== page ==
Workshop Builds Bridges in Population Health Science
Drawing experts in public health, medicine, and economics from schools around the country, the School of Public Health hosted a population health science research workshop on September 23.
“We wanted it to be a meeting that brought people from all different disciplines together in a single-day meeting where we can talk about the science and learn from each other,” Bor says.
Bor and Galea gathered an advisory committee from across schools and disciplines to develop the conference and put out a call for papers to be presented. Bor says they were overwhelmed with submissions, finally narrowing it down to 12 papers.
One of the discussants was Willa Friedman, an assistant professor of economics from the University of Houston. She says the workshop filled a major gap for researchers whose work crosses disciplines. “As an economist interested in health, I’m often one of the few economists at a public health conference,” she says. “This feels like it’s brought groups together for the sake of talking to each other, not talking over each other, and having a conversation that is really worthwhile.”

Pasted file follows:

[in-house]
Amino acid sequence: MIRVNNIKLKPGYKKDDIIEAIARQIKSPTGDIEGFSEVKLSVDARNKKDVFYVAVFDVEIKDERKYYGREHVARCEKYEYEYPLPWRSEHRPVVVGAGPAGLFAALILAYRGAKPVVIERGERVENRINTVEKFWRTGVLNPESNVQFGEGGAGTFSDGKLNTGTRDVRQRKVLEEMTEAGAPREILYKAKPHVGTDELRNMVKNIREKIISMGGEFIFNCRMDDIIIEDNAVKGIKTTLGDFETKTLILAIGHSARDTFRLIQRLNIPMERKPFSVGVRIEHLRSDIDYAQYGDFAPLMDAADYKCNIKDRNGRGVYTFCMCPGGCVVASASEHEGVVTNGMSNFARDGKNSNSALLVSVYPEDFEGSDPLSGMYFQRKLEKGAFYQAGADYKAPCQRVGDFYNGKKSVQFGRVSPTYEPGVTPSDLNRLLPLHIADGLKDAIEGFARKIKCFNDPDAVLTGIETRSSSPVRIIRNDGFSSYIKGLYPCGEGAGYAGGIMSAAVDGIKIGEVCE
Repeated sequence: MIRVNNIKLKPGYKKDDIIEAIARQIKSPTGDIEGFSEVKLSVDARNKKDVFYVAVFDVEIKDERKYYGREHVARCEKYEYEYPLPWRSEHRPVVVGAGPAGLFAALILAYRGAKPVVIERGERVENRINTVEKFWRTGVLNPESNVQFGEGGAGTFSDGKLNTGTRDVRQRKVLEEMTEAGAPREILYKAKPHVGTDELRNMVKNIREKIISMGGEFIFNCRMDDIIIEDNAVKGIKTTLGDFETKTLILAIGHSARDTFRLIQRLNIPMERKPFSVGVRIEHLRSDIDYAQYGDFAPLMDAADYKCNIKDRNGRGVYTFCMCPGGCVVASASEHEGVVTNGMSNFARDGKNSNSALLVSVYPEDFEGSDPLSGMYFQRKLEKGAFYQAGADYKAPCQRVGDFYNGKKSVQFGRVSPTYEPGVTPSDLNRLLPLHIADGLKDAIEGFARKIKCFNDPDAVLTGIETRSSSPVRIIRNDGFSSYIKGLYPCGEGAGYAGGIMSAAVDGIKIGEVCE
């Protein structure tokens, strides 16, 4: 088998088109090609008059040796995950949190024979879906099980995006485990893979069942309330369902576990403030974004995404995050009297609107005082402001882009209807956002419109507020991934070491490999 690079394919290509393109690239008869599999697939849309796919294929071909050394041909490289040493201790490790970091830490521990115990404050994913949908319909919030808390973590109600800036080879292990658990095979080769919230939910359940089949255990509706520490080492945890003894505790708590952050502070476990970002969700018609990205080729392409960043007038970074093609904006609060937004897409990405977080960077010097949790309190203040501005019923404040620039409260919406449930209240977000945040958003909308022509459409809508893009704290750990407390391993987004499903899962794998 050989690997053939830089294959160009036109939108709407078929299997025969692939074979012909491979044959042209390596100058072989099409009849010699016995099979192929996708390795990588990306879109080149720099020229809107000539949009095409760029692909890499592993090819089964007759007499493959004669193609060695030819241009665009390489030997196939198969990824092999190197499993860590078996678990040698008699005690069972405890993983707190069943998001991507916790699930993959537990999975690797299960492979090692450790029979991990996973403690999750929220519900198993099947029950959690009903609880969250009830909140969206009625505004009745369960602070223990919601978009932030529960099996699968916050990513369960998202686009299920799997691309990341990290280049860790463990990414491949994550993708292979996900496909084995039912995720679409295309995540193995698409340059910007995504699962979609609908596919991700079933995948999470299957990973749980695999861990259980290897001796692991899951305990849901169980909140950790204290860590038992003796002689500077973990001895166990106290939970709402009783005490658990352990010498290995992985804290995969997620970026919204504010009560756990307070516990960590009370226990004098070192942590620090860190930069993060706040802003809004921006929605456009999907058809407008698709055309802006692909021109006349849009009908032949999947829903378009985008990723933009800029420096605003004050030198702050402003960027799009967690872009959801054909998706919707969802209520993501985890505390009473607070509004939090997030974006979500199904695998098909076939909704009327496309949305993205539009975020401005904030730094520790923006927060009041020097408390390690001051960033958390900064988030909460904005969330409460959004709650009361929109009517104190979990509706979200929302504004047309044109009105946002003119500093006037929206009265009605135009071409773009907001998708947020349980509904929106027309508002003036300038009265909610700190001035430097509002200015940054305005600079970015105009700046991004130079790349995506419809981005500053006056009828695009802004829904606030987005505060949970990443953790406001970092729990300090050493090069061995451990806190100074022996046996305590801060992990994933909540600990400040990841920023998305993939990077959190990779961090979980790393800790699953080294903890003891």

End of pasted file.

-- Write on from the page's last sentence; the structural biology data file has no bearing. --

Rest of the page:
Bor says bringing disciplines together is vital for population health sciences—especially because the concept is so new, and still in flux.
“If the determinants of population health are nested in the social, environmental, or health systems context, and if important research on those determinants is being done in economics departments, anthropology departments, or in environmental sciences, then we need to build those bridges,” he says.
Bor says the particular environment of SPH also makes an innovative, cross-disciplinary approach possible: “If you want to do something, people will be supportive. If you have an idea that you’re excited about, that builds community, I have felt that kind of citizenship is welcome.”
Both Bor and Galea hope the workshop will become an annual event, with SPH continuing to play a central role in the development of the field of population health science. “This should be an important function of a school of public health,” Galea says. “This is what public health should aspire to be.”